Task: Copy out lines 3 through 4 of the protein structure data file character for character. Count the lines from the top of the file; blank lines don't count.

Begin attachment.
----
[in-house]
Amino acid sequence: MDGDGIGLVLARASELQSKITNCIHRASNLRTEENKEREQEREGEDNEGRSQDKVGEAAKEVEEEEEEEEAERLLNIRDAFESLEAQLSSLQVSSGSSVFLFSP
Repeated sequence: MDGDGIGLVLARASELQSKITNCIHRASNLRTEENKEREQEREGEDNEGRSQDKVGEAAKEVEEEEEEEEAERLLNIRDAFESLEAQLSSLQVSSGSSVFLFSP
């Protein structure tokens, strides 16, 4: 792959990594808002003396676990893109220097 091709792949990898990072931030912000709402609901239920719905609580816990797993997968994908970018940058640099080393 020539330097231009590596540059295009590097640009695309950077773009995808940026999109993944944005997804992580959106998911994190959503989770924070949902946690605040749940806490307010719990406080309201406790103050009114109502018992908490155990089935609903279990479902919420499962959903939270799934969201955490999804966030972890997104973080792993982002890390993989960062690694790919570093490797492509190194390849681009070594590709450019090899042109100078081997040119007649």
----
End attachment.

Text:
Repeated sequence: MDGDGIGLVLARASELQSKITNCIHRASNLRTEENKEREQEREGEDNEGRSQDKVGEAAKEVEEEEEEEEAERLLNIRDAFESLEAQLSSLQVSSGSSVFLFSP
């Protein structure tokens, strides 16, 4: 792959990594808002003396676990893109220097 091709792949990898990072931030912000709402609901239920719905609580816990797993997968994908970018940058640099080393 020539330097231009590596540059295009590097640009695309950077773009995808940026999109993944944005997804992580959106998911994190959503989770924070949902946690605040749940806490307010719990406080309201406790103050009114109502018992908490155990089935609903279990479902919420499962959903939270799934969201955490999804966030972890997104973080792993982002890390993989960062690694790919570093490797492509190194390849681009070594590709450019090899042109100078081997040119007649």